Rice University's campus is located in Houston, Texas. (Google Maps)

"I didn't and don't want to jump to any conclusions, but many of the comments -- again, mostly quite civil and mostly from persons affiliated with Rice -- expressed a critical or dissenting view of the poster/infographic relative to the implicit endorsement of it expressed in Dani Perdue's original post," Porter continued. "I don't want to speculate on Alison's intentions or motivations. All I can say is that I did not see sufficient disrespect in the comments to warrant erasing the much greater amount of respectful discourse that was recorded under the post."

Porter urged the "GSA to err on the side of permissiveness when it comes to regulating the comments on those posts."

"Intersectional 'progress' is going great."

— Author James Lindsay

Perdue and Rice University declined Fox News' requests for comment concerning the demands. For the most part, Perdue's social media feed mixes complaints about President Trump ("If Trump is elected again I will be the saddest I have ever been in my life," she wrote in February, "including the time when I found out Elmo wasn't real") with concerns about diversity among small groups in class ("My prof just picked 5 volunteers...all white men...come on," she said in 2013.).

Although Rice is a private university, it accepts federal funds that prevent it from officially endorsing racial discrimination.

While the university wouldn't comment on whether a Black House would be funded, the school has put out several statements concerning racial inequality in the wake of Floyd's death. For example, Rice President David W. Leebron told students that the school would be paying "increased attention to issues of diversity, equity and inclusion at Rice and in our broader society."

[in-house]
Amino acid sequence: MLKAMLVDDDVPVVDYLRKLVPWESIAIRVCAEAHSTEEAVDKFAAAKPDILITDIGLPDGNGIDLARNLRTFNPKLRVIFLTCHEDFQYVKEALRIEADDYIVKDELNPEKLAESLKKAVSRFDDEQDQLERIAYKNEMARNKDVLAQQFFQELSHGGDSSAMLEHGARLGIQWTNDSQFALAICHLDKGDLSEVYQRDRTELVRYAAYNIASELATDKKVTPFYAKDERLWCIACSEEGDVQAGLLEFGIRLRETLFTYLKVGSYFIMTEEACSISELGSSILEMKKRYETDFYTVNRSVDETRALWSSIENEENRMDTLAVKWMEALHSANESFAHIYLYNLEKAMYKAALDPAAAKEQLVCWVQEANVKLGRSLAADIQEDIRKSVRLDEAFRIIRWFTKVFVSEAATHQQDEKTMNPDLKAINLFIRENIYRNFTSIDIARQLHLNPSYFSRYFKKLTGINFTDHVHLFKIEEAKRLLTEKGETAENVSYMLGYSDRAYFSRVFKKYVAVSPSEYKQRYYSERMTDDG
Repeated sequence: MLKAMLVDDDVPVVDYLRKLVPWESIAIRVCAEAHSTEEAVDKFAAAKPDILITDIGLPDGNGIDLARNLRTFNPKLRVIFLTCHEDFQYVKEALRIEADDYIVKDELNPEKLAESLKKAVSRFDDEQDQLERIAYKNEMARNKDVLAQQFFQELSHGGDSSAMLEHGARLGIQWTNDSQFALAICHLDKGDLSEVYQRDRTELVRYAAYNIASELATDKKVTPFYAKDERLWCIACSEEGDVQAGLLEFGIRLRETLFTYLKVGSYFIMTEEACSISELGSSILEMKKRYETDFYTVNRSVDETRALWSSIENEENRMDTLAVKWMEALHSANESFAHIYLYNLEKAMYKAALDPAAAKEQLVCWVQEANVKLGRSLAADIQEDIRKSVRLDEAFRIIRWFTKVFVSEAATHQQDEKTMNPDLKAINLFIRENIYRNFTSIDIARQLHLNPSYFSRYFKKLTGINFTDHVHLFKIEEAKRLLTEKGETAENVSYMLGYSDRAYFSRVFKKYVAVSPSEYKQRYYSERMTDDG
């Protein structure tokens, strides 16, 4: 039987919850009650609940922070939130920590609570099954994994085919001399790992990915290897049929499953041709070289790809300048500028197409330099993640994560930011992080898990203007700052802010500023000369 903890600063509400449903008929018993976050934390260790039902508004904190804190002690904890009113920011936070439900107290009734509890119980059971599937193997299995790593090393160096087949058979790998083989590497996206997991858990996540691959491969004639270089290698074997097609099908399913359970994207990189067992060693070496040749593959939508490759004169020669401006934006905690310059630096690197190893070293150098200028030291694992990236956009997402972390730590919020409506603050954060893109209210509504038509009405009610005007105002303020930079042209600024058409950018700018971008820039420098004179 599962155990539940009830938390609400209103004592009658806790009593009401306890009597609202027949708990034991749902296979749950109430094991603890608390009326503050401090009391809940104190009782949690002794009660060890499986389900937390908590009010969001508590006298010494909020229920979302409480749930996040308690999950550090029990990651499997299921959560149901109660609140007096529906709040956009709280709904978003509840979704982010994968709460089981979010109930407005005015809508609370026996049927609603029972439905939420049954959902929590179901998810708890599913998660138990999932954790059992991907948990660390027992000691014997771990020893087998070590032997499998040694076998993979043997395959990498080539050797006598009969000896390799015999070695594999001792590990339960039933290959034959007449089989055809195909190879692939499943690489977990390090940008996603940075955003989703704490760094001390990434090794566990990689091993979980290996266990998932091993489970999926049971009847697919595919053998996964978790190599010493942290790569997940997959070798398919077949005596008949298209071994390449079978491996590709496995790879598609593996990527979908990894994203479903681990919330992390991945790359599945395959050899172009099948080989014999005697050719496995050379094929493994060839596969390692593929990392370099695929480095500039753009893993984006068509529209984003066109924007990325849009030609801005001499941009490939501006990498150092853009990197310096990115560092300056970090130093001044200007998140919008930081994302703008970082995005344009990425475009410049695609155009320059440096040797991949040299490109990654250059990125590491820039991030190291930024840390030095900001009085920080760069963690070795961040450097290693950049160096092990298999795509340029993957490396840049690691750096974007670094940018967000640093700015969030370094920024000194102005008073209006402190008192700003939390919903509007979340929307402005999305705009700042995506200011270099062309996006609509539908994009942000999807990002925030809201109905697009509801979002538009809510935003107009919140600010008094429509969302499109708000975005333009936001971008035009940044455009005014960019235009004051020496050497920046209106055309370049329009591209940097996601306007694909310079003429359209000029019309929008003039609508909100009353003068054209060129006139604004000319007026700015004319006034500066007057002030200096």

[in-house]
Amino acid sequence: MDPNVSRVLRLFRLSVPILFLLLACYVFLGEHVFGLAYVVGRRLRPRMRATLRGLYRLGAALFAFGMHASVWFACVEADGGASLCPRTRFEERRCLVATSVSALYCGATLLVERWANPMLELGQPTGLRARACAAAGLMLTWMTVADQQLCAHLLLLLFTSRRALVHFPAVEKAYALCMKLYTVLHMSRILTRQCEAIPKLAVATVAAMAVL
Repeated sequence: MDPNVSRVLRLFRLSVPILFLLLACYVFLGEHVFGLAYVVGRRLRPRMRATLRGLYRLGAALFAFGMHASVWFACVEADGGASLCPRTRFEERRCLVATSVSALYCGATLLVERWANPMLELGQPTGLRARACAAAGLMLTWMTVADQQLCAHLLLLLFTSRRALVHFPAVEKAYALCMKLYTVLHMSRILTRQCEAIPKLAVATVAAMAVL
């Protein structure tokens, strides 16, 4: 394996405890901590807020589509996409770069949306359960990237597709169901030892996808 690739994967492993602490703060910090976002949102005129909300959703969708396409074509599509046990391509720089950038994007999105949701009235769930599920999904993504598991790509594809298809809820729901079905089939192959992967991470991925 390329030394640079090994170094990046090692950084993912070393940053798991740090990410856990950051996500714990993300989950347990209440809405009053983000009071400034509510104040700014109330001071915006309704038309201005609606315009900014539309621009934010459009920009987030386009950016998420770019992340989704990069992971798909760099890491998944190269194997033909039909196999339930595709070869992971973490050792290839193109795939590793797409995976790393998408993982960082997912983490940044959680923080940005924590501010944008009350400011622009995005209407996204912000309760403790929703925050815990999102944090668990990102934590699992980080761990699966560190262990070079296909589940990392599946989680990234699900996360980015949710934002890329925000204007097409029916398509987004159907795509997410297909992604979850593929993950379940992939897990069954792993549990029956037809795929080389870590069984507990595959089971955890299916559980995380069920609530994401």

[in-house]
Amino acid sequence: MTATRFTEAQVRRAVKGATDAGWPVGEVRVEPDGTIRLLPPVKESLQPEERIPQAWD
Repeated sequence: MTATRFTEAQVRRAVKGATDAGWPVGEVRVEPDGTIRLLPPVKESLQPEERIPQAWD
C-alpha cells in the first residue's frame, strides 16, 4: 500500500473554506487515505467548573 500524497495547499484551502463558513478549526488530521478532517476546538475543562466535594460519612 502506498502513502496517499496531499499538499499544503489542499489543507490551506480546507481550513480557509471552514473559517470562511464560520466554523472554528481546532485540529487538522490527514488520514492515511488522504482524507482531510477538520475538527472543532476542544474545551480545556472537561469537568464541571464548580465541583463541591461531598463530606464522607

Commentators, however, pointed to the episode as another instance of left-wing campus culture running amok.

"Intersectional 'progress' is going great," author James Lindsay remarked.


Radio host Jesse Kelly wrote, sarcastically: "William M. Rice said Rice should be 'for whites only'. There’s still a statue of him on campus. That statue MUST come down and @RiceUniversity should be for black people only from now on. It’s the only way to make this right. #CancelRice."

Kelly has led ironic efforts to have all major universities "canceled," and to have them change their names -- noting that all of them historically were linked to slavery in some way. (The BSA, in its "demand" letter, asserts that the statue of Rice's founder must be removed because he was the "owner of 15 slaves during the mid-19th century." Curiously, the BSA letter does not demand that Rice change its name.)

For now, on-campus activists seem intent on fundamentally reshaping, rather than eliminating, universities and society at large. Black Lives Matter advocates for a "collective ownership" economic model, reparations and the "immediate release" of people convicted of drug offenses, in addition to defunding police forces and other left-wing agenda items.


The movement has led to a tense atmosphere on campuses. Earlier this month, a California college professor reportedly was being investigated for discrimination and under police protection after refusing a request to exempt black students from final exams in the wake of Floyd's death.

UCLA suspended Gordon Klein, an accounting professor in the Anderson School of Business where he's been teaching for 39 years, for three weeks beginning on June 25 after he declined a student's request to delay a final exam in light of Floyd's death, the Free Beacon reported. Anderson School of Management Dean Antonio Bernardo sent an email to students calling Klein's behavior "troubling" and reportedly extended the time students have to complete exams given the "difficult circumstances."

At the University of Chicago, top economist Harald Uhlig was reinstated Monday, but only after he was fired from the Chicago Fed and temporarily demoted from his journal -- all because he criticized Black Lives Matter's push to defund the police, angering economists at other universities.

Fox News' Caleb Parke contributed to this report.